I’m fascinated by the typology of nature, the form of wilderness that we carry around in our heads. That's because what we expect doesn't always match reality. Our species has a penchant for reductionism, boiling down concepts and creatures alike to their essence so that we can quickly and efficiently exchange ideas. I can say “tiger” and you know exactly what I mean. But whether we take the average or exceptional as normal, we’re missing the variability that allows life to thrive. Consider a black maned wolf seen in Brazil.

Maned wolves are favorites of zoos and documentaries alike. Their long legs give them a charming strut and they’ve often called “foxes on stilts.” The truth of the matter is that they’re not particularly close to foxes, wolves, or any other dog. Their closest relatives on the canid family tree are the bush dogs, but, given that bush dogs are in a totally different genus, there’s not much resemblance between the two. Chrysocyon brachyurus, as it's known to zoologists, is truly a unique beast.

Still, it’s hard to look at a maned wolf and not come away with the fox on stilts impression. The maned wolf independently evolved a reddish pelt that descends to black along the legs and a tuft of white on the tail. This was thought to be the standard coloration for the species over its South American range. But now zoologist Guilherme Ferreira and colleagues have reported the first black-phase maned wolf ever recorded.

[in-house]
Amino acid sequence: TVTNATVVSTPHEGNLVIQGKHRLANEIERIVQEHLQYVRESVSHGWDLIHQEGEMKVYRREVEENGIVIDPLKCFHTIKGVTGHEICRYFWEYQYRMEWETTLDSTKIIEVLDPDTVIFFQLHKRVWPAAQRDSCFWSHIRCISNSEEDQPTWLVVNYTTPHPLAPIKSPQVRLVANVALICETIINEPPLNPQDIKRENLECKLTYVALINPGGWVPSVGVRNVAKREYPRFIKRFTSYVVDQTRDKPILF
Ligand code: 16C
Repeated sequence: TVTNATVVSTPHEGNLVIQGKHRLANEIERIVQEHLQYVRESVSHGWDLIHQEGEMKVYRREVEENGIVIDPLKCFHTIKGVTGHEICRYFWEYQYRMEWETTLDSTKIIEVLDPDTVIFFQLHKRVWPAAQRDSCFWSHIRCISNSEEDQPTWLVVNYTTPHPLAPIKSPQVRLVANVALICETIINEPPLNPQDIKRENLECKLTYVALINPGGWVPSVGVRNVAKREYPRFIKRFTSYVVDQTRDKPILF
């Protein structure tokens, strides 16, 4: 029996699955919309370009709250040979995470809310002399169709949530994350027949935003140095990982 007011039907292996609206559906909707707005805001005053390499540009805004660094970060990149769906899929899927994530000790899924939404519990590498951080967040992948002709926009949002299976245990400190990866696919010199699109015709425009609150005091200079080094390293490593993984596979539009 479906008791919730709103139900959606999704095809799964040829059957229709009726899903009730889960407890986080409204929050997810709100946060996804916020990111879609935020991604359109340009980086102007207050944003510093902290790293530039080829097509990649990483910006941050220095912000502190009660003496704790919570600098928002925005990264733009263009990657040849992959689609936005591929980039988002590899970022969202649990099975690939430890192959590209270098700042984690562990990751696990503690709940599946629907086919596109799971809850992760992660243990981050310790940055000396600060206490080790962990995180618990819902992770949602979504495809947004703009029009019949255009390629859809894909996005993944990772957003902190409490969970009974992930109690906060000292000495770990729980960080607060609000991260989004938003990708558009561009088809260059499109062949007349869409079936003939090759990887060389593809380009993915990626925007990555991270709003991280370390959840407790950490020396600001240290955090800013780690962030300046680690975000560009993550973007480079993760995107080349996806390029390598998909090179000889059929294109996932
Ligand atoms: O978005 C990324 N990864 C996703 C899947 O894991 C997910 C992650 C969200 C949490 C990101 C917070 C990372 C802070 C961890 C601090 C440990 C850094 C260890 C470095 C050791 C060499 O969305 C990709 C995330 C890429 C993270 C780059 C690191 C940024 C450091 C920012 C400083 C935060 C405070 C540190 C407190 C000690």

The evidence came from camera traps. While reviewing photos from a zoological survey of Veredas do Acari Sustainable Reserve in Brazil, the zoologists counted 25 images of maned wolves in their expected attire. But five of the photos showed a black maned wolf, presumably all the same individual. No one had seen a black maned wolf before, even in captivity. 

You can have a look at the dark wolf in the official field report. This canid, which may be the only one of its kind, looks less like a fox on stilts and more like a leggy lycanthrope, the unusual nature of its anatomy highlighted by the shift in color. The fact that it was only photographed at night might help explain why such wolves have eluded detection before. They are shadows on shadow.

But why is this maned wolf black? Most canids with black coats or black variations are from the Canis genus that includes wolves, coyotes, and the domestic dog. In fact, black coats in wolves and coyotes probably spread thanks to interbreeding with domestic dogs over the past 50,000 years, millions of years after maned wolves last shared a common ancestor with them. And given that no known hybrids between dogs and maned wolves exist, the zoologists propose, something else is at work. The jet-black maned wolf might express a mutation that allowed the adult animal to retain its darker, juvenile coat, although genetic research would be required to be sure. 

And just like that, maned wolves are not the same as we always expected them to be. Yes, the typical image is still of a rust-colored canid trotting through scrubby clearings, but that image isn’t all of what maned wolves are, or even can be. Their evolution continues, challenging whatever neat and clean definitions we might prefer.

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